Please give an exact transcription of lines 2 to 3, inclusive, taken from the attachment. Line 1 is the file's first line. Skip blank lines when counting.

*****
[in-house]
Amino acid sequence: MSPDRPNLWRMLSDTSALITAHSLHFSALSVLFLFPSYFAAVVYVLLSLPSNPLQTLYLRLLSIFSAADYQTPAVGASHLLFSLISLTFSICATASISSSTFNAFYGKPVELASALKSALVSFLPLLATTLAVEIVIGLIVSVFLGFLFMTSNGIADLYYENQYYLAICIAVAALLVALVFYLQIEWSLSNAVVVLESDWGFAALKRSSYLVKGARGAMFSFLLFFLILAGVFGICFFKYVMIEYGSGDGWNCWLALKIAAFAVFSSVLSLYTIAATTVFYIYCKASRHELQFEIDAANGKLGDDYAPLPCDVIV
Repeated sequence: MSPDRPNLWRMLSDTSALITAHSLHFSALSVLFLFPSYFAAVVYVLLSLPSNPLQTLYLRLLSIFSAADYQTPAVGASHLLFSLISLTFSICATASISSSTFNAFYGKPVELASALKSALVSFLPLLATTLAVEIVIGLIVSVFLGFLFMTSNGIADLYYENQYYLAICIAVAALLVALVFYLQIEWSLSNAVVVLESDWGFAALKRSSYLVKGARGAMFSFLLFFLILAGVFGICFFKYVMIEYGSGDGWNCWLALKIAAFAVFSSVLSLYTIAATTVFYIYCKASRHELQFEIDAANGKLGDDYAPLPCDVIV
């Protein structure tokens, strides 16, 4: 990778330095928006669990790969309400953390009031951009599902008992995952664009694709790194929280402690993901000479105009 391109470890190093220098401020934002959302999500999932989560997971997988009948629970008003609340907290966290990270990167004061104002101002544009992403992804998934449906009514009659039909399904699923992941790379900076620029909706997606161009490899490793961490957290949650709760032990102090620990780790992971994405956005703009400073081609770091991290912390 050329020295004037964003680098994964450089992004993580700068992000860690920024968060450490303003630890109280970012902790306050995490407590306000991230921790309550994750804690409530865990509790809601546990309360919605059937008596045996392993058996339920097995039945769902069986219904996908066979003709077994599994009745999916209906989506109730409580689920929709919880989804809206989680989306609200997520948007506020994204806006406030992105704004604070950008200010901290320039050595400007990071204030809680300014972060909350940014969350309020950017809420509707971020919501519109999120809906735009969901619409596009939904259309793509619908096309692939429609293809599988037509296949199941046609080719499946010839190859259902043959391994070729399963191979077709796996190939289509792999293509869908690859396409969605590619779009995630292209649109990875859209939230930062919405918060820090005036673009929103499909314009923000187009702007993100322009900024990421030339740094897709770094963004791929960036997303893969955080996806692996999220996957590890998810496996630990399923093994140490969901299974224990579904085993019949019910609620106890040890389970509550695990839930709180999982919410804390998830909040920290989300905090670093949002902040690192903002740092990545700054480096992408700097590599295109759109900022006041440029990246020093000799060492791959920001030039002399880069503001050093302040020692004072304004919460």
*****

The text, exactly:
Amino acid sequence: MSPDRPNLWRMLSDTSALITAHSLHFSALSVLFLFPSYFAAVVYVLLSLPSNPLQTLYLRLLSIFSAADYQTPAVGASHLLFSLISLTFSICATASISSSTFNAFYGKPVELASALKSALVSFLPLLATTLAVEIVIGLIVSVFLGFLFMTSNGIADLYYENQYYLAICIAVAALLVALVFYLQIEWSLSNAVVVLESDWGFAALKRSSYLVKGARGAMFSFLLFFLILAGVFGICFFKYVMIEYGSGDGWNCWLALKIAAFAVFSSVLSLYTIAATTVFYIYCKASRHELQFEIDAANGKLGDDYAPLPCDVIV
Repeated sequence: MSPDRPNLWRMLSDTSALITAHSLHFSALSVLFLFPSYFAAVVYVLLSLPSNPLQTLYLRLLSIFSAADYQTPAVGASHLLFSLISLTFSICATASISSSTFNAFYGKPVELASALKSALVSFLPLLATTLAVEIVIGLIVSVFLGFLFMTSNGIADLYYENQYYLAICIAVAALLVALVFYLQIEWSLSNAVVVLESDWGFAALKRSSYLVKGARGAMFSFLLFFLILAGVFGICFFKYVMIEYGSGDGWNCWLALKIAAFAVFSSVLSLYTIAATTVFYIYCKASRHELQFEIDAANGKLGDDYAPLPCDVIV